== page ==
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Samosas with Spicy Potato Filling

Samosas—filled with a savory mix of potatoes, peas, chiles, and spices—are always a hit at any party, or even just for snack time. The outer pastry crust is deep fried to a heavenly golden brown crisp.

High angle shot of a fried samosa filled with potatoes and peas. The samosa is cut in half so that you can see the inside.

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Indian Samosas and Pakistani Samosas make a great appetizer for a South Asian meal. Or you can make mini samosas for snacking or a game day or appetizer spread.

I love to serve these as an appetizer before an Indian meal that includes curries and other dishes. They also make a great appetizer for parties and a satisfying after-school snack!

I always serve these Samosas with a dipping sauce or two (or three!). Some perfect matches are  Cilantro Mint Chutney aka Green Chutney, Tamarind Chutney, Cucumber Raita, and Garlic Chutney.

You can make any type of filling you like for your Samosas. Some Samosas contain savory meat mixtures, others are all veggie like this recipe.

This samosa recipe uses a classic mix of cooked potatoes, peas, onion, garlic, chile peppers, and spices. It’s the same samosa filling that I use in my Air Fryer Samosas. If you love these, try my Onion Samosas, as well!

I also use the same Samosa Dough Recipe for this recipe and my Air Fryer Samosas. It’s such a simple dough to make and really easy to handle, too.

The easy-to-make oil-based samosa dough can be made with or without ajwain seeds. It’s easy to handle and fries up light, flaky, and beautifully golden brown.

Overhead shot of a plate of samosas with chutney dipping sauces.

Why you’ll love this samosa recipe

These deep fried Samosas turn out beautifully golden brown and perfectly crisp. The pastry shell is light and flaky, but still sturdy enough to stand up to the hearty filling.

This recipe is vegetarian and vegan so you can make your vegetarian guests happy (but I promise the meat-eaters will love these, too!)

This samosa recipe turns out samosas that are crispy, golden brown, and full of flavor.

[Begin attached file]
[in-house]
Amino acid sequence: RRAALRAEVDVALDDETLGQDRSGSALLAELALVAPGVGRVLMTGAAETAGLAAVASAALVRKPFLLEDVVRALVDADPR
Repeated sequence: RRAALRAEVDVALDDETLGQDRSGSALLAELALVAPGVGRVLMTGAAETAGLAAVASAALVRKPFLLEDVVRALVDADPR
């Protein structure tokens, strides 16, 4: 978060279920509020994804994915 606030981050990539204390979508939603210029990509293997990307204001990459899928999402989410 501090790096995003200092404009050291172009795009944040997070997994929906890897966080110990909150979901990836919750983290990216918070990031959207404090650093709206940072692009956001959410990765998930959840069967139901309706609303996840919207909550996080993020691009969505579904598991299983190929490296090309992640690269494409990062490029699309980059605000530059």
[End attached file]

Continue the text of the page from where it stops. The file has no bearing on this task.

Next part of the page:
These scrumptious pastry pockets will fly off the plate and you’ll get rave reviews!

Overhead shot of the ingredients needed to make the potato and pea filling for fried samosas.

Ingredients you need to make samosas

For the complete list of ingredients with quantities and detailed prep and cooking instructions, please see the recipe card that appears at the end of this post.

This Samosa recipe uses ingredients that you can find in any supermarket (the optional ajwain seeds are available at Indian grocery stores or online). Here’s what you need for this samosa recipe:

  • All-purpose flour: You’ll need flour to make the samosa dough. Just regular all-purpose flour, the kind you most likely have in your pantry already, is what you need here.
  • Oil: Any neutral-flavored oil or vegetable oil will do. I often use safflower oil, canola oil, or peanut oil. You will need oil for the samosa dough, oil for sauteing the vegetables in the filling, and oil for deep frying.
  • Potatoes: Yukon Gold or other thin-skinned potatoes are best here because you don’t need to peel them. Russet potatoes or Idaho potatoes are a find substitute, but you’ll want to peel them first.
  • Aromatics: Ginger, chiles, and onion add flavor.
  • Spices: I use ground coriander, ground cumin, garam masala, and salt. You can start with whole cumin seeds and coriander seeds if you like. Roast them in a skillet until they are aromatic and then grind them in a spice grinder. You can also add a teaspoon or so of garam masala or chaat masala or 1/2 teaspoon of cayenne pepper if you like. For the dough, you can add ajwain seeds if you like.
  • Peas: Green peas are traditional in samosa filling. I love them because they add a nice pop of color and a bit of textural variation to the filling. I use frozen peas right from the freezer.
  • Lemon juice and cilantro: These add a bright, fresh element to the mix.

How do you make them?

For the complete list of ingredients with quantities and detailed prep and cooking instructions, please see the recipe card that appears at the end of this post.

Samosas, even deep fried Samosas with homemade dough, are easier to make than you might think. The dough is an oil based pastry crust so it’s really easy to make and easy to handle.

Filling them is pretty simple, too, once you get the hang of it. And deep frying is quick and simple, and hassle free if you follow my tips! Here’s how to make this samosa recipe:

  1. To make the dough, combine the flour, oil, warm water, and salt stirring with a fork until the mixture comes together into a smooth ball. Wrap the ball of dough in plastic wrap, put it on a plate, and refrigerate for at least 30 minutes. Don’t skip the plate because the oil in the dough has a tendency to seep out a bit.
  2. Boil potatoes until tender and then drain.
  3. Heat some of the oil in a skillet and add the onion. Cook until it softens and then add the chile, ginger, and spices.
  4. Stir in the potatoes and cook, mashing and breaking up the potatoes, and then stir in the peas.
  5. Remove the mixture from the heat and let cool for a few minutes before stirring in cilantro and lemon juice.
  6. Portion the dough into roughly equal size balls (they should be about the size of a golf ball) and roll or pat them out into thin rounds, about 4 inches across (if you have a tortilla press, pull it out for this step because it makes it super easy to get nice thin, even dough rounds! Put the balls of dough balls in the middle of a  resealable plastic bag that has been cut down the sides. Press a to flatten).